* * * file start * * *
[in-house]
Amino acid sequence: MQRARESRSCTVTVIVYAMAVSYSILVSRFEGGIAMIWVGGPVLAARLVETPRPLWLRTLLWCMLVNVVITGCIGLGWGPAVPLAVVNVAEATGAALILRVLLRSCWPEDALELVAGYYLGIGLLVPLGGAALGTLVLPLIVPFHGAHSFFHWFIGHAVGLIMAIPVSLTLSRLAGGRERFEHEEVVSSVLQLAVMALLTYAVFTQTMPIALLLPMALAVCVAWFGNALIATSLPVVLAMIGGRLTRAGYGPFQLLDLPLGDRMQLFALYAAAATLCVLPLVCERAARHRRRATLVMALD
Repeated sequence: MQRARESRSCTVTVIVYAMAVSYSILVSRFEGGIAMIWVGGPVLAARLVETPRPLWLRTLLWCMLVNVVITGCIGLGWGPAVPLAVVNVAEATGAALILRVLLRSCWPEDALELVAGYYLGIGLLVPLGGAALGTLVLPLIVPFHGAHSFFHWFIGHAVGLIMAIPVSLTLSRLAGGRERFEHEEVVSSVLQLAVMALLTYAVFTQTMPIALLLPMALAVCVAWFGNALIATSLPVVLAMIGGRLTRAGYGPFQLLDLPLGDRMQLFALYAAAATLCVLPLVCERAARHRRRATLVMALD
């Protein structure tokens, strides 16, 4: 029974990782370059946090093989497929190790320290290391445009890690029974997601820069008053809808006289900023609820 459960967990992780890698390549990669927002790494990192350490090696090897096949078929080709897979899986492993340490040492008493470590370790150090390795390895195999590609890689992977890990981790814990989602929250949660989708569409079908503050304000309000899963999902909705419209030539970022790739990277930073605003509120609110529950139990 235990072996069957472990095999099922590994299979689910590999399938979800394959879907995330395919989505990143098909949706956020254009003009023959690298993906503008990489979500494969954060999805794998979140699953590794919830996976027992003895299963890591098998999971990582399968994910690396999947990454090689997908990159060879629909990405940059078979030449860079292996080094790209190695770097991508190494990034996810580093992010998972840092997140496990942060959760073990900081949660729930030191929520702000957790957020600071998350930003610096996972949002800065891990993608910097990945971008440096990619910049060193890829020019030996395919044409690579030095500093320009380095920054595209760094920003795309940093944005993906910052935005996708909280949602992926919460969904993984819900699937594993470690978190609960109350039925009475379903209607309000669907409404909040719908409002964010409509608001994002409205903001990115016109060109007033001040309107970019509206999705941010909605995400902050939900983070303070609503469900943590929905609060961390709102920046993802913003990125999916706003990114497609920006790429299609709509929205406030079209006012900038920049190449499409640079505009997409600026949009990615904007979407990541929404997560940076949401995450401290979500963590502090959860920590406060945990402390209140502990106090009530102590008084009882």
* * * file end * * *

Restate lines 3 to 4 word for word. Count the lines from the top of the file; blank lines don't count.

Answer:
Repeated sequence: MQRARESRSCTVTVIVYAMAVSYSILVSRFEGGIAMIWVGGPVLAARLVETPRPLWLRTLLWCMLVNVVITGCIGLGWGPAVPLAVVNVAEATGAALILRVLLRSCWPEDALELVAGYYLGIGLLVPLGGAALGTLVLPLIVPFHGAHSFFHWFIGHAVGLIMAIPVSLTLSRLAGGRERFEHEEVVSSVLQLAVMALLTYAVFTQTMPIALLLPMALAVCVAWFGNALIATSLPVVLAMIGGRLTRAGYGPFQLLDLPLGDRMQLFALYAAAATLCVLPLVCERAARHRRRATLVMALD
């Protein structure tokens, strides 16, 4: 029974990782370059946090093989497929190790320290290391445009890690029974997601820069008053809808006289900023609820 459960967990992780890698390549990669927002790494990192350490090696090897096949078929080709897979899986492993340490040492008493470590370790150090390795390895195999590609890689992977890990981790814990989602929250949660989708569409079908503050304000309000899963999902909705419209030539970022790739990277930073605003509120609110529950139990 235990072996069957472990095999099922590994299979689910590999399938979800394959879907995330395919989505990143098909949706956020254009003009023959690298993906503008990489979500494969954060999805794998979140699953590794919830996976027992003895299963890591098998999971990582399968994910690396999947990454090689997908990159060879629909990405940059078979030449860079292996080094790209190695770097991508190494990034996810580093992010998972840092997140496990942060959760073990900081949660729930030191929520702000957790957020600071998350930003610096996972949002800065891990993608910097990945971008440096990619910049060193890829020019030996395919044409690579030095500093320009380095920054595209760094920003795309940093944005993906910052935005996708909280949602992926919460969904993984819900699937594993470690978190609960109350039925009475379903209607309000669907409404909040719908409002964010409509608001994002409205903001990115016109060109007033001040309107970019509206999705941010909605995400902050939900983070303070609503469900943590929905609060961390709102920046993802913003990125999916706003990114497609920006790429299609709509929205406030079209006012900038920049190449499409640079505009997409600026949009990615904007979407990541929404997560940076949401995450401290979500963590502090959860920590406060945990402390209140502990106090009530102590008084009882």